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Turning football fans into snitches

It’s time Old Firm fans stopped telling tales on one another and united against the authorities’ behaviour police.

Kevin Rooney

Topics Politics

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As if next Sunday’s Scottish Premier League title decider between Celtic and Rangers wasn’t tense enough, the news that Celtic manager Neil Lennon has received another parcel bomb has got the media in a spin about sectarianism in Scottish football – again.

And this is only days after UEFA, the game’s governing body in Europe, threatened to fine Rangers football club and force them to play two games behind closed doors after accusations that fans sang sectarian songs at their recent Europa League games with Dutch side PSV Eindhoven. If the complaints are upheld, the fine and loss of revenue from ticket sales and television rights could add up to over £2million – a hefty burden for a team already mired in debt.

But, despite being a Celtic fan, I am not revelling in Rangers’ misery. Quite the opposite. I am not offended in the slightest by a few fans singing familiar loyalist songs. But I do take great issue with the nasty, vindictive policing of words and behaviour that is now infecting football.

No one quite knows who reported the sectarian singing to the organisation leading the charge against Rangers – the pompously titled Football Against Racism in Europe (FARE). If it was Celtic fans who snitched, then they should know better. Only last month Celtic manager Neil Lennon was subject to the same kind of snitching when hundreds of Rangers fans reported him for making a supposedly racist remark to Rangers’ controversial black player El-Hadj Diouf. Professional lip readers were brought in to study TV footage and Lennon was questioned by police. It was only when Diouf himself stepped in to back Lennon’s denials that the incident was put to bed.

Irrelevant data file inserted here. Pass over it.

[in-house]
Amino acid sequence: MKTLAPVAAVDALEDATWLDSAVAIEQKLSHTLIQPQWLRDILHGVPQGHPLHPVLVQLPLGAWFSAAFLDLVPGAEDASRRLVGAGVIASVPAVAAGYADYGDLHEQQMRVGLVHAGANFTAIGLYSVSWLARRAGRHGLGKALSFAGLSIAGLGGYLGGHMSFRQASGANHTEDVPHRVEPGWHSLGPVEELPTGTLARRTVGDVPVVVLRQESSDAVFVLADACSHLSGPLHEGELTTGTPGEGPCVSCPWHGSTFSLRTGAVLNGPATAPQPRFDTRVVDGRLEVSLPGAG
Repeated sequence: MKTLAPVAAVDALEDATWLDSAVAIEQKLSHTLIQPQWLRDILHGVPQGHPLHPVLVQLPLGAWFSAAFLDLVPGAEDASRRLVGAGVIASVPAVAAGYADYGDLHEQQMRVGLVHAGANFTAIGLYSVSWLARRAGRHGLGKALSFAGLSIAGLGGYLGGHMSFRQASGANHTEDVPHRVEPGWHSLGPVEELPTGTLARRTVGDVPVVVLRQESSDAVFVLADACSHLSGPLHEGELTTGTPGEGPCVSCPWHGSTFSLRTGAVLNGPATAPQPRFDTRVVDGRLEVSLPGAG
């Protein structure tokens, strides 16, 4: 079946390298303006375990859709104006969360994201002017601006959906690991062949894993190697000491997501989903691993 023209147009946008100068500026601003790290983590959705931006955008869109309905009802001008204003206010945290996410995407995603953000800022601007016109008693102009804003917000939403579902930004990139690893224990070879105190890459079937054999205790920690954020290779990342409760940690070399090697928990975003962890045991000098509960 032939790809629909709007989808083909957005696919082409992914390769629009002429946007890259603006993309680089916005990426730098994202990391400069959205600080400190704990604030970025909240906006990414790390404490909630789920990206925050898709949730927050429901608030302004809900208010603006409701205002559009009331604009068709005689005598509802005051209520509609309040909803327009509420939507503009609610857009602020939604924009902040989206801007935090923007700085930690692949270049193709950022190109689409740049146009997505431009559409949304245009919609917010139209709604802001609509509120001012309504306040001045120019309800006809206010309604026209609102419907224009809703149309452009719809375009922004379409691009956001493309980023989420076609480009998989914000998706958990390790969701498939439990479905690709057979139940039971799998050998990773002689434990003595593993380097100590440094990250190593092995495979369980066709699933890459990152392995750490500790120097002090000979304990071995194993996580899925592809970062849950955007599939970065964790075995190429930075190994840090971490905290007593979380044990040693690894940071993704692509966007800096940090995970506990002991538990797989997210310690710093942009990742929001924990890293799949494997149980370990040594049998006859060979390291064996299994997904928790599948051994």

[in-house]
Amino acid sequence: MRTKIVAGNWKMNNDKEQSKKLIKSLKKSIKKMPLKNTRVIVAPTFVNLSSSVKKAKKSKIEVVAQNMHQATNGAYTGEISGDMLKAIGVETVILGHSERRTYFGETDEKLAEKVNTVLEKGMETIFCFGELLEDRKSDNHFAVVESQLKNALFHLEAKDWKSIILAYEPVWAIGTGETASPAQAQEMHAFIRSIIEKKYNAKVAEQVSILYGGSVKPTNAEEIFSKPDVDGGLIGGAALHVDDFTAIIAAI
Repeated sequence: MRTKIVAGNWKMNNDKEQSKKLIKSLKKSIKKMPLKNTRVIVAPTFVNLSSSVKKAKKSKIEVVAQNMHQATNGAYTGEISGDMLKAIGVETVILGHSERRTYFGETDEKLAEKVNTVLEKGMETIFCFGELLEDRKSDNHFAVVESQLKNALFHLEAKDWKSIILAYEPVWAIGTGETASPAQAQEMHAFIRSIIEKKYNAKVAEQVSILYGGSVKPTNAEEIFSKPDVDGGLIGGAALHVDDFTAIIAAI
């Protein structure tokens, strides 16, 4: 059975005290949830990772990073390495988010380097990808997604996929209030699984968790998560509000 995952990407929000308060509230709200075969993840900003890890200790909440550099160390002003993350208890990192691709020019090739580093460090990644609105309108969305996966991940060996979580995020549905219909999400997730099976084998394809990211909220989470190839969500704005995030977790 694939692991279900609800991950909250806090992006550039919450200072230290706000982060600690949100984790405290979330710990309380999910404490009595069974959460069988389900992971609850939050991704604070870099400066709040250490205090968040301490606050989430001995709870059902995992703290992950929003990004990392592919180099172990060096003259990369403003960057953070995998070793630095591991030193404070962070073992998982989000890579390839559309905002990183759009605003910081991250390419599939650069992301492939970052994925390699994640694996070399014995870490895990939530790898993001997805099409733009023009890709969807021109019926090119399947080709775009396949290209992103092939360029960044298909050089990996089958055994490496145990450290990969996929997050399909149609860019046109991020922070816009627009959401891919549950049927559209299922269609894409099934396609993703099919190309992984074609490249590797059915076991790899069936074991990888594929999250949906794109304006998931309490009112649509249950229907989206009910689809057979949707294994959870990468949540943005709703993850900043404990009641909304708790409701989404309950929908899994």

In the old days, Celtic and Rangers fans were notorious for trading insulting diatribes across the football field. Now the IRA songs and jibes about the Irish Famine are almost a thing of the past, with fans being too terrified of fines, lifetime bans and a long list of sanctions from the authorities. However, instead of football chants at the game, today’s fans have taken to other more sinister methods of playing out their hostility toward rival teams. So now we have a situation where fans are using new media including YouTube, Twitter and Facebook to monitor the behaviour of rivals and expose every expression of sectarianism or ‘offensive’ remark made.

This pernicious campaign of spying on and monitoring the behaviour of other fans has been encouraged and sanctioned by a host of self-appointed guardians of football fans’ behaviour. Groups like FARE, Kick Racism out of Football and its Scottish equivalent Nil By Mouth have emerged as modern-day missionaries, descending on the game of football to preach the commandments of good behaviour on the pitch and terraces.